Summary: Israel does not want to dominate the lives of the Palestinians. But its steps to end the 'occupation' have resulted in the escalation of violence, not the opposite.


8. “Many more Palestinians than Israelis have died – the casualty figures show that Israel is the aggressor and in the wrong….”


•  Most Palestinian casualties have been young men who have been involved in violent attacks against Israelis at the time they died.

•  Most Israeli casualties are civilian men, women, children, teenagers and the elderly going about their daily lives who are deliberately targeted by Palestinian terrorist groups

•  Most Palestinian attacks against Israel are foiled or fail (see for example the Pi Glilot attack (Briefing 4) and Mega-Terror (Briefing 3). If such attacks had succeeded, the Israeli casualty figure would be much higher than the Palestinian casualty figure.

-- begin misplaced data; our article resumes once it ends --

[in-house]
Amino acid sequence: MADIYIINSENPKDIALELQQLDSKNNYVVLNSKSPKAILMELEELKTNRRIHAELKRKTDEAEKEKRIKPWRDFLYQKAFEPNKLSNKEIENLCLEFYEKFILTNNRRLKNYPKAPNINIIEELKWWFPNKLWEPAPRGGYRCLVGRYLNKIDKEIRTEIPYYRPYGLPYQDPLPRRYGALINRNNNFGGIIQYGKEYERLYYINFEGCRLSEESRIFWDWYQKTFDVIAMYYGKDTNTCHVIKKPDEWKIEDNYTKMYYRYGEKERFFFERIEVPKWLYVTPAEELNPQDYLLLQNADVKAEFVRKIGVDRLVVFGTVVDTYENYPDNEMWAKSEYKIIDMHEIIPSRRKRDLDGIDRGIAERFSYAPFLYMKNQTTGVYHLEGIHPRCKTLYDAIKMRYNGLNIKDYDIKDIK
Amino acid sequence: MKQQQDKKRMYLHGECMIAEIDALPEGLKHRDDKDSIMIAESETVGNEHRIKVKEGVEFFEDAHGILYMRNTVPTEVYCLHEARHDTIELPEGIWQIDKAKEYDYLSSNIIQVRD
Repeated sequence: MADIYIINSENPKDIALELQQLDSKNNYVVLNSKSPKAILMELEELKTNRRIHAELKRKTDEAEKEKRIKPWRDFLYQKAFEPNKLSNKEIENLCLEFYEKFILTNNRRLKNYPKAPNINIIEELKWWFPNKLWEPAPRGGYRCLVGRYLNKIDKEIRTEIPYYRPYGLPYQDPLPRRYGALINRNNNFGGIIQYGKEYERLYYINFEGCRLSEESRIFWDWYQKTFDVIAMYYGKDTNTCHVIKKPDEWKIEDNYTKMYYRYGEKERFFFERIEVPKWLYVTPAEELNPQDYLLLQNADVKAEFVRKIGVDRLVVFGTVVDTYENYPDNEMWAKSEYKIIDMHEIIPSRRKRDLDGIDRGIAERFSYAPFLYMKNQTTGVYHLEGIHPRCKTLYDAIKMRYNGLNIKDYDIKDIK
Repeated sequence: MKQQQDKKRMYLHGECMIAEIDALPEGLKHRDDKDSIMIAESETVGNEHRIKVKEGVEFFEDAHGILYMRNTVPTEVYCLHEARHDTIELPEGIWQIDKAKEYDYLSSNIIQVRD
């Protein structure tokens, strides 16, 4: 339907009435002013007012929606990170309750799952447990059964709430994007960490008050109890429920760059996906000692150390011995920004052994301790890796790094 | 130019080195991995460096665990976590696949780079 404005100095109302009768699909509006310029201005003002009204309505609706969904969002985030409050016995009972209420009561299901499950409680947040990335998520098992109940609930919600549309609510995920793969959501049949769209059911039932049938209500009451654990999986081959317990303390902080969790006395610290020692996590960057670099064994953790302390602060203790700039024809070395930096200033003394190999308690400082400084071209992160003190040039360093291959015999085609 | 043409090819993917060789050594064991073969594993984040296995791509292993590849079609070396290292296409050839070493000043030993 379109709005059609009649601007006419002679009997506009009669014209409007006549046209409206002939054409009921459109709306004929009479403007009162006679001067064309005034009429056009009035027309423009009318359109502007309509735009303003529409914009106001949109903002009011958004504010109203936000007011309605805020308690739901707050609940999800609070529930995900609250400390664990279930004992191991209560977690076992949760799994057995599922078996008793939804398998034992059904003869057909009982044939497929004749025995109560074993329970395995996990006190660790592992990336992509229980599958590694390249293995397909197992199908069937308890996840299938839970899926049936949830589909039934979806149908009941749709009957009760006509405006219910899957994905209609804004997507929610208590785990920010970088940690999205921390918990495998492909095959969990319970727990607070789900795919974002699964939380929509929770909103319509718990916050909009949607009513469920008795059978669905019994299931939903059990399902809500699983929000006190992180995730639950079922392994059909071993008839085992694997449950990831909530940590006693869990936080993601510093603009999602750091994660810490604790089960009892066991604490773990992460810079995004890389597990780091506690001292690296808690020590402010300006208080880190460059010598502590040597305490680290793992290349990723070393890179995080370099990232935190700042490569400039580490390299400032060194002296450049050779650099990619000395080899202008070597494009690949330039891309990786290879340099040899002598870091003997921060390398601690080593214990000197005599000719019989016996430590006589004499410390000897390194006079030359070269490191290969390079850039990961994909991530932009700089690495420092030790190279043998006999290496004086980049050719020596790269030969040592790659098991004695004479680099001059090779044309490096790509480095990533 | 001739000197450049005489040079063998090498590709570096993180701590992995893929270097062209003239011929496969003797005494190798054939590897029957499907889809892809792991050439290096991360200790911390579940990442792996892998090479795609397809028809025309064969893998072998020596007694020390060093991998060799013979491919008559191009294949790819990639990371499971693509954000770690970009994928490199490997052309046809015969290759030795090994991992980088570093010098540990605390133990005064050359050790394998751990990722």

•  Palestinian rocket attacks from Gaza have struck Israeli energy facilities (see Briefing 171)

•  The intention behind Palestinian attacks is to maximise Israeli civilian casualties; the intention behind Israeli operations is to minimise Palestinian civilian casualties.

•  The method of operation of the Palestinian groups exploits Palestinian civilians, uses them as “cover” to avoid Israeli retaliation, but makes it inevitable that they will suffer greatly.

Summary: The high Palestinian casualty figure is the tragic result of Israel being forced to respond to the intense wave of terrorism originating from the Palestinian areas, and the disregard for human life which the terrorists demonstrate.

For more: see Beyond Images Briefing 11 and 18


9. “ Israel denies the Palestinians statehood and national rights”


•  Over the last 50 years, the Arabs and Palestinians have rejected several opportunities to progress towards Palestinian statehood (see Briefing 45 which describes these rejected opportunities).